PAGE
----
Share You are here : Home > Resource Centre > Stone & Worktop Glossary > Stone Terms S

Get Quote Now!

The Stone & Worktop Glossary


Decisions are more informed with knowledge!

The jargon used in defining stone terms can often become quite convoluted. The purpose of this section is to try to offer a clear explanation, in layman’s English, of the most common definitions relating to stone, worktops as a whole and their fabrication.

If you are looking for an explanation of a term not contained here please feel free to contact us and we will be happy to try to assist you.

Happy reading!


Click The Letters To Get To The Word You Are Looking For

Stone And Worktop Terms Beginning With The Letter S


A flat narrow piece of stone projecting above the floor between the jambs of a door, such as a threshold.


A stonework component laid on end to show its broadest face.

Salt Glaze

A shiny finish maded by a thermo-chemical reaction involving silicates of clay and vapours of salt or chemicals.


A piece of dimensional stone, usually 100mm x 100mm showing a universal variety of colour of a given.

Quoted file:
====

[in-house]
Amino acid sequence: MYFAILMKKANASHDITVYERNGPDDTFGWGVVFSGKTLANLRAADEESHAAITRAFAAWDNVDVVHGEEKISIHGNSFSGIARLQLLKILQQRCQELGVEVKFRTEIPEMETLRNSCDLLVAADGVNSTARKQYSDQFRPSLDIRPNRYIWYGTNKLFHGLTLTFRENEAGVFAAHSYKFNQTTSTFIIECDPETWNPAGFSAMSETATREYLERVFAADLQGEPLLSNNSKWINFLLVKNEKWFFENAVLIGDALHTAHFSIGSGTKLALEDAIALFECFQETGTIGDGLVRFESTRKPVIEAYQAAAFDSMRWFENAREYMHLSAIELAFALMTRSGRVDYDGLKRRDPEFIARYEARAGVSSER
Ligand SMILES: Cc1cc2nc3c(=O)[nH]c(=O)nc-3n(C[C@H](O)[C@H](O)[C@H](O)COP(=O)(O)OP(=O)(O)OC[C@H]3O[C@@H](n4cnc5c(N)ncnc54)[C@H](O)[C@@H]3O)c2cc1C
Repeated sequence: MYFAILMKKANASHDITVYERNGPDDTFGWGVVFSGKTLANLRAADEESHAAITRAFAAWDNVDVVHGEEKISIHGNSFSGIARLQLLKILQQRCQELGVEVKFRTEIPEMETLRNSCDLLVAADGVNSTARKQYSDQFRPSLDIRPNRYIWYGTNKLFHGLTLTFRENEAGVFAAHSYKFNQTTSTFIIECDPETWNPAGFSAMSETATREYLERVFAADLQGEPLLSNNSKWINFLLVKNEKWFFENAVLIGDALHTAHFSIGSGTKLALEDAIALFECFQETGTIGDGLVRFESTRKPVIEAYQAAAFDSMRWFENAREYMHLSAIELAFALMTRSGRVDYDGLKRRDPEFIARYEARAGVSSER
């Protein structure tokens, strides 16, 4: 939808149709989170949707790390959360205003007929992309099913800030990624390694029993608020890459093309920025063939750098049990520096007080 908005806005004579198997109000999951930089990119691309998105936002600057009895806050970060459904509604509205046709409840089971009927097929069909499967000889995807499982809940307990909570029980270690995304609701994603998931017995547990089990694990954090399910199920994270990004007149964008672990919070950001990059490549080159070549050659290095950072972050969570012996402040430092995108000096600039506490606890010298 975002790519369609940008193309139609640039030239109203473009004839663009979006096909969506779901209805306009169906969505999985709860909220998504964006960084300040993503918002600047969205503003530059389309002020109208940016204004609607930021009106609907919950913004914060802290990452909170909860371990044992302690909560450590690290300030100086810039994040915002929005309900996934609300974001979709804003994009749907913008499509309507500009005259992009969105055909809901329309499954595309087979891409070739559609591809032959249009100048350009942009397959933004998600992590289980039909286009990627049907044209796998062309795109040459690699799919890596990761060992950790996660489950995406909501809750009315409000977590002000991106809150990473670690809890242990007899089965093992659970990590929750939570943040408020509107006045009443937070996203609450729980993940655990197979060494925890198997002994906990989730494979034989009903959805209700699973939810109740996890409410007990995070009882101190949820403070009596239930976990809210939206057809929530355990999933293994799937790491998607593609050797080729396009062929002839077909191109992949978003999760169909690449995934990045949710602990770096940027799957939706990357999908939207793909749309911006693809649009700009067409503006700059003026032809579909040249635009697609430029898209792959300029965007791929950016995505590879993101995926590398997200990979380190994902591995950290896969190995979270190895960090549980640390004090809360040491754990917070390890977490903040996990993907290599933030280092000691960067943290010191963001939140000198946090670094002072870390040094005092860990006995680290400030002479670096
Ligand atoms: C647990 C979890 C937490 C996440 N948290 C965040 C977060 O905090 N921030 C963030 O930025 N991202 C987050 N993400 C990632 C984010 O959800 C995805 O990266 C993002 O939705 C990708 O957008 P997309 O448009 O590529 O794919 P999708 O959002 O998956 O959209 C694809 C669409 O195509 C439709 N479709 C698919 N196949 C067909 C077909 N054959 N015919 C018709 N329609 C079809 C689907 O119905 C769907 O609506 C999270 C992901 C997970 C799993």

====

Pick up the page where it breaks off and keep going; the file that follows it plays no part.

Sand Finish

A mat textured surface finish with no gloss; finished by application of a steady flow of sand and water under stress; suitable for outside use.

Sand Holes

Naturally going on holes observable in some dimension stone; can be filled or waxed.

Sand Rubbed Finish

Finish obtained by rubbing stone with a sand and water mixture under a rotating parallel steel plate. This actual procedure is now little used, and the finish so known is normally applied with a rotary or belt sander.

Sand Sawn Finish

The surface left as the stone comes from the gang saw. Reasonably smooth, granular surface altering with the texture and rank of stone. 

Sandblasted - Coarse Stippled

Coarse plane surface made by blasting with an abrasive; coarseness differ with type of preparatory finish and grain structure of the stone.

Sandblasted - Thin Stippled

Plane surface, a little pebbled, with irregular slight scratches.


A cleaning, engraving, or surface finish procedure obtained by spraying sand on the surface with compressed air.


Sandstones are sedimentary rocks typically composed of quartz cemented with silica, iron oxide or calcium carbonate. Sandstones array from soft and friable to hard and robust, depending on the depth at which is buried and the nature of the cement. Usually, the most hardwearing sandstones are cemented with silica. Sandstone has a wide range of colours or textures. Look at sandstones.

Saturation Coeffecient

Look at C/B ratio. 

Sawn Edge

A clean cut edge usually made by cutting with a diamond blade , gang saw or wire saw.

Sawed Face